The summer months bring an abundance of one of my favourite herbs – Marigold. It is a versatile herb with many uses in herbal medicine both traditionally and in modern times. This article will take a look at its attributes. Marigold flowers continuously throughout the summer and is easily grown from seed in most soils. It also self-seeds easily, ensuring a continuing supply each year.

Latin: Calendula officinalis

Other Names: Pot Marigold, Golds, Ruddes, Mary Gowles

Parts Used: Flower petals and flower heads. Traditionally leaves were used more.

Historical Used: The name Calendula in Latin was given by observing the bloom of flowers at the end of the calendar months over summer hence “calends.” It has been used at a nutritious herb for centuries in cooking and medicine. There has been documented use of Marigold as far back as 1655 with a herbalist called Fuller stating “We all know the many and sovereign virtues in your leaves, the herbe Generalle in all Pottage.” He describes using Marigold for headaches, jaundice, red eyes, toothache and ague (an old word for fever). It was associated with the virgin Mary and again with Queen Mary in the 17th century. Culpepper mentions it in his herbal as being hot and dry therefore under the sun. It was used to promote sweating and draw out fever. He also mentions its use in small pox, measles and for easing the jaundice associated with liver disease. It was used during times of plague and pestilence for reducing fevers and for warts and hot swellings. In cheese making, Marigold petals could produce a yellow dye similar to that of Saffron. Externally, it could be used on insect bites and stings as well as on gum disease, nose bleeds and cysts. It was commonly used in broths as a comforter to the heart and spirits, indeed even looking at the plant could supposedly dispel negative thoughts and improve eyesight.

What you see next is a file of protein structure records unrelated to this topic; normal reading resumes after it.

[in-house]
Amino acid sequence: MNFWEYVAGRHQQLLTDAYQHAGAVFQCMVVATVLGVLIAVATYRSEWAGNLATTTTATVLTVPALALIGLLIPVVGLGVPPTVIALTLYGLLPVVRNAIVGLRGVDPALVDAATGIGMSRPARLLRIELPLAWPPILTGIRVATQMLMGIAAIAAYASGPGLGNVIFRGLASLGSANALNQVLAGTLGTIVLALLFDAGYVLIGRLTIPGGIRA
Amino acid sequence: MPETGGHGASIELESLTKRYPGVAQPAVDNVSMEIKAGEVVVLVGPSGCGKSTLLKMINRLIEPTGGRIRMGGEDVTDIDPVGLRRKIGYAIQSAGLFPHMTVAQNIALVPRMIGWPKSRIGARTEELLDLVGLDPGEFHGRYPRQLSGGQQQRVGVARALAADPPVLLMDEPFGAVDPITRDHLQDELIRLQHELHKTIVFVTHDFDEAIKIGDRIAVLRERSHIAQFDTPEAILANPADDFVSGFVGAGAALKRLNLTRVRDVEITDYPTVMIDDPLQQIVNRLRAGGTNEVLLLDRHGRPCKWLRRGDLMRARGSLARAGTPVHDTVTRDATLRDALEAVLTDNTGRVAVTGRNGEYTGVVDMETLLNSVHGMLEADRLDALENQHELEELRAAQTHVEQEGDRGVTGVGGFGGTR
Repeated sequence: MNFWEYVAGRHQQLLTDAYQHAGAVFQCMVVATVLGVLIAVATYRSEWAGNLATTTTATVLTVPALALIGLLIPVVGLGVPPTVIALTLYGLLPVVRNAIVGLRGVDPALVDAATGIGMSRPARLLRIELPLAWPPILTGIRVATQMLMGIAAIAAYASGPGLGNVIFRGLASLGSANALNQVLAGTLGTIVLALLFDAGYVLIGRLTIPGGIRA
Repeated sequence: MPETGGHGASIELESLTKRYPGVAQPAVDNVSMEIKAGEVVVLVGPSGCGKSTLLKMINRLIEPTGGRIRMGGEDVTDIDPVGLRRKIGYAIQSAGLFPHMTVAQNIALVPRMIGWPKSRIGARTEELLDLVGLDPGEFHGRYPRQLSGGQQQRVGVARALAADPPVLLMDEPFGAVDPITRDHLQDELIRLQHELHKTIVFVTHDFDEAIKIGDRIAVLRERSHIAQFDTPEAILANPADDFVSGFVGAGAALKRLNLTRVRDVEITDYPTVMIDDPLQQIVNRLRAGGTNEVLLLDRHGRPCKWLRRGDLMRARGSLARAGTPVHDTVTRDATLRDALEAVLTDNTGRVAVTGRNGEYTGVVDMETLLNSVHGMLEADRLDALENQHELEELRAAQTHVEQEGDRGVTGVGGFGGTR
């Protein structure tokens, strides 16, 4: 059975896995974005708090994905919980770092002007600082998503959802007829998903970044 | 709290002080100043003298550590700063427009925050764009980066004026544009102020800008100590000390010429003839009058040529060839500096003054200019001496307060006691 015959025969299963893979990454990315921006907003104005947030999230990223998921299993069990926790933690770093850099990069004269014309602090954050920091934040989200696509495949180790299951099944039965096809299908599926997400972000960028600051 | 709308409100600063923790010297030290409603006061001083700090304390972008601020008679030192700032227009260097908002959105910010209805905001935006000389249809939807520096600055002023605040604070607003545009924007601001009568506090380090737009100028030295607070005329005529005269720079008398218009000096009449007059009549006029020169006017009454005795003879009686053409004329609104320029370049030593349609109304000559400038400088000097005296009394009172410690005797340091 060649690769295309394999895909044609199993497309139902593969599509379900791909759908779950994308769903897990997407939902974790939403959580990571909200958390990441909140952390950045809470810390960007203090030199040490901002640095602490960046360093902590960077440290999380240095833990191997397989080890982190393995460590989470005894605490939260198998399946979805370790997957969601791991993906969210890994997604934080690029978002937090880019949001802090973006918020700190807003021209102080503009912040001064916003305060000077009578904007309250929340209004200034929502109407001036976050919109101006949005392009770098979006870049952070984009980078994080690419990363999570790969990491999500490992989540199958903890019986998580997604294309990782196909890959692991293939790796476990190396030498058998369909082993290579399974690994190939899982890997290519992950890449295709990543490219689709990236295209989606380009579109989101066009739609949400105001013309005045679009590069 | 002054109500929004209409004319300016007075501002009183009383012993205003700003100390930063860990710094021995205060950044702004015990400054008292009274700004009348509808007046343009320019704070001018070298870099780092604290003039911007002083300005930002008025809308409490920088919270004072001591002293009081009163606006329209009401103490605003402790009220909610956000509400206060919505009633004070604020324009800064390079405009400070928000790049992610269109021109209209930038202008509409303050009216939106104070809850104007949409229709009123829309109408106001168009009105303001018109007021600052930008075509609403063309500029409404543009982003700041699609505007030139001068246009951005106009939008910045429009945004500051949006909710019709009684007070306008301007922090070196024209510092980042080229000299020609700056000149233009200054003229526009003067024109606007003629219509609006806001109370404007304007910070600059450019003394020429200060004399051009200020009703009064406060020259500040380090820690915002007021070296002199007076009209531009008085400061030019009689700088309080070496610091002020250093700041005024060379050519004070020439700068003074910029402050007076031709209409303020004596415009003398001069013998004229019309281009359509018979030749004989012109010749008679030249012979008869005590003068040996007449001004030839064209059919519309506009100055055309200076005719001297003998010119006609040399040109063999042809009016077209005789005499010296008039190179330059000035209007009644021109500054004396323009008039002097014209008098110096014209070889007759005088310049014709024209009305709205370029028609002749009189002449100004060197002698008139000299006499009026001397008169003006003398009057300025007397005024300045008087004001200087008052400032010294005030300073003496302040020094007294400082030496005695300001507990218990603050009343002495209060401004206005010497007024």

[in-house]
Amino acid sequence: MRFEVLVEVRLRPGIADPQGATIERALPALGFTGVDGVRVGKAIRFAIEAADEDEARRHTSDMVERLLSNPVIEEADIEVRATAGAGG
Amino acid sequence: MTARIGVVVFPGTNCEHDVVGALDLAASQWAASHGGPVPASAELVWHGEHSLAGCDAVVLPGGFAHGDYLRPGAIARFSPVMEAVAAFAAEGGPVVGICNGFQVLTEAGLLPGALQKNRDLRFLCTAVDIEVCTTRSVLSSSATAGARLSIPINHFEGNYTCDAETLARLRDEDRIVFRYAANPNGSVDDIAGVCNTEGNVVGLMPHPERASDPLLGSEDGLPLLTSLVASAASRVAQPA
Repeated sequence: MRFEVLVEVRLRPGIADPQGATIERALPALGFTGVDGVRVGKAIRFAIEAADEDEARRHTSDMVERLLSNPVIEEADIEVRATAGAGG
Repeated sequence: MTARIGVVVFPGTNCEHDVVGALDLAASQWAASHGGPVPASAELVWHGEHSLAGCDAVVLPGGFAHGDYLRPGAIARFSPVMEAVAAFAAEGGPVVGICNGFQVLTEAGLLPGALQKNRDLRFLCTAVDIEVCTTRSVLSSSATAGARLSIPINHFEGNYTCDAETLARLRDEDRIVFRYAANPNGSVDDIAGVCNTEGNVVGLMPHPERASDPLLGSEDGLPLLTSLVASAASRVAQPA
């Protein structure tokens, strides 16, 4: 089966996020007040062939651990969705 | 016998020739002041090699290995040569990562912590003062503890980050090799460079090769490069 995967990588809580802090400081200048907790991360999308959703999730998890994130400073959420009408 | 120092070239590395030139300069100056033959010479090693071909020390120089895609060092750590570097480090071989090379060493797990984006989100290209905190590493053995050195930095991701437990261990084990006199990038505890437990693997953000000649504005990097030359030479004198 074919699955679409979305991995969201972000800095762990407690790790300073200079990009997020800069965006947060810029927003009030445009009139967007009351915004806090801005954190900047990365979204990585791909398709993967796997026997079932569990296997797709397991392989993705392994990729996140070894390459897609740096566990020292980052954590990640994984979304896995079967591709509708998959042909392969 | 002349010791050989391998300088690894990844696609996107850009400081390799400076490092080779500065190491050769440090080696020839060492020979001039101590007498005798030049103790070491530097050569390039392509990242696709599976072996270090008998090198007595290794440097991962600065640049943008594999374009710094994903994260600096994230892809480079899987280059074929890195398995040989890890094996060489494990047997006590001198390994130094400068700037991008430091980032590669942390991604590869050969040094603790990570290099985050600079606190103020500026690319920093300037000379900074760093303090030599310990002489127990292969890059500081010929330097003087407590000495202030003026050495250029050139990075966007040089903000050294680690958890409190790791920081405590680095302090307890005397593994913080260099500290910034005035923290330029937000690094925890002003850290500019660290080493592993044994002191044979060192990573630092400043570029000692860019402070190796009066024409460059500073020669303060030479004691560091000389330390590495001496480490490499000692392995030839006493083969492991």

Modern Uses: There are similar uses of Marigold today and with modern scientific investigations we know that the herb contains resins, flavonoids, triterpenes, bitter glycosides, essential oils and mucilage. The resins are antifungal, anti-bacterial and promote wound healing as they as astringent to capillaries. It has shown to be of use in treating bacterial infections caused by staphylococcus and streptococcus. Also similarly, we still use Marigold to stimulate sweating during fevers and it has value in the treatment of liver disease like hepatitis and gall bladder issues.

One of Marigolds key attributes is its anti-inflammatory action, so it is a key herb in treating conditions of the skin. It is useful for healing cuts, old ulcers and slow healing wounds, minor burns, sunburn, rashes, athletes foot, ringworm and thrush. Nursing mothers find it a useful herb to soothe sore nipples and to apply to nappy rash and cradle cap. In conditions like acne where there is often a toxic and internal inflammatory element, Marigold can be used to encourage the elimination of toxins through the lymphatic system and the liver and has shown to enhance the immune system. The wound healing action can be applied internally as well as externally for conditions like gastritis, stomach ulceration and colitis. Another common use today is for thrush and it can be used directly by using a vaginal douche of an infusion of the plant as well as being taken internally as a cleansing antifungal.